“Dev and the rest of the cast would see me wearing a grey sort of lycra, skintight suit, with various tracking markers – very similar to what Jason Cope wore when he played all the aliens in District 9.
“I then had a chest piece that was similarly moulded to Chappie’s chest, for the actual physical dimensions, so that when Chappie sits down in a chair, I would be the right proportion away from the back of the chair, for example.
“Then I had some rings, some bling that I would wear, and I had a little pair of shorts that I wore with a belt so that I could ride my shorts low down my backside for when he has to be sort of like a gangsta, with a gangsta walk.”
Chappie vs District 9
For Copley, Chappie is similar in many ways to District 9, Blomkamp’s Oscar-nominated feature debut, in that it combines brilliant effects, breathtaking action sequences and a gripping, thought-provoking story.
“It’s a great action film, and it has some spectacular action set-pieces, but there are greater questions. Chappie’s got these different people influencing him … vying for his attention.
“I think the tone for me is quite similar to District 9 in some ways. For me personally, as a fan of Eighties movies, it’s quite nostalgic.
“I don’t know if I can describe the film as having a nostalgic tone but, as a film lover, there are things that remind me of those Eighties movies and the excitement I used to have going to the movies in those days.
“Really, it’s a very original story but it has little nods to those films and to robot movies you have seen before, but just put together in a very unique way …
“There’s also this kind of contrast where mankind is getting to the point of making artificial intelligence, but you still have gangs. It’s a very interesting reflection of society. I think that’s very likely – if we ever do start inventing machines that can think for themselves, I imagine there probably still would be gang cultures around the world.”
Working with the Die Antwoord
And what was it like working with Die Antwoord? “I knew of them before. They had been big fans of District 9, and I was a fan of theirs, and we had met up. It was great to get a chance to do something with fellow South Africans …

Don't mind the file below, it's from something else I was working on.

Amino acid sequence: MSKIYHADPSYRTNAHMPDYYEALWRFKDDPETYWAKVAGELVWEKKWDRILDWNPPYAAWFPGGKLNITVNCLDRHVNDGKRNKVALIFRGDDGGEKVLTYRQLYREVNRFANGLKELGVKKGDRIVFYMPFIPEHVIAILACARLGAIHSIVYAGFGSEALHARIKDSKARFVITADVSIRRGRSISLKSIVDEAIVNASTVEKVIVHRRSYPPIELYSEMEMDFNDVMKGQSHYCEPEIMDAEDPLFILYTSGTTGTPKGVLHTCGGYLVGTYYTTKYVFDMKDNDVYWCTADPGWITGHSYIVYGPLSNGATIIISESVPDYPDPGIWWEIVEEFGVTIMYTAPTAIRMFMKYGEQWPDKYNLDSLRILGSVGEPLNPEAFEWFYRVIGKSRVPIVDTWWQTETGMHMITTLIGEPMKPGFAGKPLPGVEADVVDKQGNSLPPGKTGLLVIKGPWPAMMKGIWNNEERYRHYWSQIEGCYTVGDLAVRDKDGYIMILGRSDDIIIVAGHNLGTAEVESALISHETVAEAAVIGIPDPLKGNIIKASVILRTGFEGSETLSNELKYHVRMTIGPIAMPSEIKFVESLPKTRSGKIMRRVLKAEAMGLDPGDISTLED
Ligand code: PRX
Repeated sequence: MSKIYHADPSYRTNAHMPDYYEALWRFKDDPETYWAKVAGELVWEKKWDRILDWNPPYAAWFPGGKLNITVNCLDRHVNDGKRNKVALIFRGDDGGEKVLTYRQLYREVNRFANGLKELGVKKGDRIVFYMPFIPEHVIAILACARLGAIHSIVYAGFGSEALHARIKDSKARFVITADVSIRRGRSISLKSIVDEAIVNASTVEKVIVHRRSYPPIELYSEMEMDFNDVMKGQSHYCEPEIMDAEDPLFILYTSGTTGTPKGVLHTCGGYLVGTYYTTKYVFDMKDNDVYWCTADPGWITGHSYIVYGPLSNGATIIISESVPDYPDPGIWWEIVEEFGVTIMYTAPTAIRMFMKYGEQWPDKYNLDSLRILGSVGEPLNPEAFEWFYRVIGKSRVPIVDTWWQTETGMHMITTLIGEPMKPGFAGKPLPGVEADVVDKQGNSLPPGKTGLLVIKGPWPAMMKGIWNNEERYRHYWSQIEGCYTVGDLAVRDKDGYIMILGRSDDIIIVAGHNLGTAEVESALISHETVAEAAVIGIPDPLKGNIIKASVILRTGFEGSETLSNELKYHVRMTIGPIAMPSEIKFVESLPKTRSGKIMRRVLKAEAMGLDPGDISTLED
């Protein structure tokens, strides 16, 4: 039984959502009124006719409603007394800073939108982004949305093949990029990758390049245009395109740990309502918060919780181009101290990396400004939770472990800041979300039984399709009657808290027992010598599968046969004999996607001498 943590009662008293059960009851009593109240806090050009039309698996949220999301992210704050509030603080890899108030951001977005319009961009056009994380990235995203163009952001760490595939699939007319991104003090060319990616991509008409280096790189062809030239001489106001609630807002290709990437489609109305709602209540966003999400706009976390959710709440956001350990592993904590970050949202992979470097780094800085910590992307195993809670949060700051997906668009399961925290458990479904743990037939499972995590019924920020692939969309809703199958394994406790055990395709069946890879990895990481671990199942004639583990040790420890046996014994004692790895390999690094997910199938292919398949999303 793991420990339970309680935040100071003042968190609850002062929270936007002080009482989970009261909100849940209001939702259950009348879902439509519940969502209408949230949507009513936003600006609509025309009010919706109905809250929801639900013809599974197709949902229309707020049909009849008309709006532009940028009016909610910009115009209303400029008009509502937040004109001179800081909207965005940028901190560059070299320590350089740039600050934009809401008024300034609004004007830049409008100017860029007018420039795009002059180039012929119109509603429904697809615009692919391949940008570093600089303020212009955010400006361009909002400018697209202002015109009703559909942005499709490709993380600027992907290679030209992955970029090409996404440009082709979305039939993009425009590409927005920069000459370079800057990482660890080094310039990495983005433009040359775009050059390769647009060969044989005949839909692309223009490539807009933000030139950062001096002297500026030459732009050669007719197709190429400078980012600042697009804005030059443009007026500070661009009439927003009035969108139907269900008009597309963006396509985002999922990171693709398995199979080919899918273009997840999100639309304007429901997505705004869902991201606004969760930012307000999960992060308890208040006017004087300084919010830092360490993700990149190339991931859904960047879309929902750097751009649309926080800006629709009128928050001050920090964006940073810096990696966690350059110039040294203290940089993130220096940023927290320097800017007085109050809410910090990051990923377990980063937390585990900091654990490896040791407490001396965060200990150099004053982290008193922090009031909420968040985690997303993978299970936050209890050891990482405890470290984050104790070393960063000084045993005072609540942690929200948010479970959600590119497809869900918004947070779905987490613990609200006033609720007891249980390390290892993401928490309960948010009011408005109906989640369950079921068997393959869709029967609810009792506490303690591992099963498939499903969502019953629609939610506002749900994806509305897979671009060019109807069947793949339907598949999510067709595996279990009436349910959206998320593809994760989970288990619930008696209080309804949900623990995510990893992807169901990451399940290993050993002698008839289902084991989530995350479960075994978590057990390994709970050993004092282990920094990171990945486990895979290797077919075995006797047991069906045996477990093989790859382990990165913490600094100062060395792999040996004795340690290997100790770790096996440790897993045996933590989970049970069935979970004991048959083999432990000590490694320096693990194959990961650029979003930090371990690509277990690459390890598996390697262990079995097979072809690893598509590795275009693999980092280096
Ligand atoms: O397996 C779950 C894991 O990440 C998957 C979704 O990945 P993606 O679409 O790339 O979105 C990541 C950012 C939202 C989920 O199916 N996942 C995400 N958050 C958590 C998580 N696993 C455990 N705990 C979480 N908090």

“This was their first foray into feature film acting and I think they did a great job. They’re very strong characters, very unique, and they bring a unique flavour to the movie.
“They are really brave artists, too, which I like and respect. I try to do that with characters I do – take a brave position.” Patel plays Chappie’s creator and another parental figure. The two actors clicked from the start.
“Oh, man, I just love Dev. We formed a very good friendship during the course of the film. We’re still friends and we still speak regularly, and see each other when we can. He has so much heart, as you can see with Slumdog Millionaire.
“I was a huge fan of that film and I think he carried that movie entirely. He brings real heart and humanity to his performances, and it’s just so great to play scenes with him.
“I think we have a similar energy in a certain way, and I think he was the absolutely perfect choice to play Chappie’s creator.”
The dynamic with Jackman’s character Vincent is interesting. He wants to destroy Chappie for his own reasons. Copley shares a scene with him near the end and he’s playing a very different character to ones we have seen him play in the past.
What was it like seeing him create Vincent? “You know what I learned about him? – which I had no idea of, having never worked with him – he can improvise phenomenally well.
“I was watching him do some of his scenes, and some of my favourite stuff that he does in the movie is just stuff that he’s throwing in there off the cuff. It’s one of my favourite performances that I have seen him do. It’s so much fun, with the tongue-in-cheek-ness back to his Australian roots.
“That’s the thing about Hugh, he’s this good-looking movie star, but he’s not afraid to just go wherever he needs to go with the character. He’s the real deal, man.”
And what of Weaver?
“It was a real honour. Actually, the first time I walked on to the set where I was going to do the final scene of the film, the first thing I heard was Sigourney Weaver’s voice over an intercom, and I couldn’t believe it. I have grown up with her movies.
“It was a real honour. She’s just a total dame. She’s an absolute lady in every sense.”
South Africa is always home
Copley grew up in Johannesburg and produced, and acted in, one of Blomkamp’s short films, Alive in Joburg (2006). He wrote and directed his own short film, Wikus and Charlize (2010). As an actor, his films include District 9, Elysium (both directed by Blomkamp), The A-Team, Europa Report, Open Grave, Oldboy, Maleficent and The Snow Queen 2. He recently finished filming the TV series, Powers, which began airing on the PlayStation network this week.
He lives an itinerant life and returning to film in the city meant a lot to him. “Emotionally, South Africa is always home, and Cape Town is home for me now, but I’m never there. Home is more Los Angeles, I suppose, and I’m never there either. It’s a gypsy life, and you go where the work is.
“It’s a fortunate life, and you get to learn about different countries, different cultures, but you do get homesick sometimes, and you do long for some sense of normalcy.” – SPRI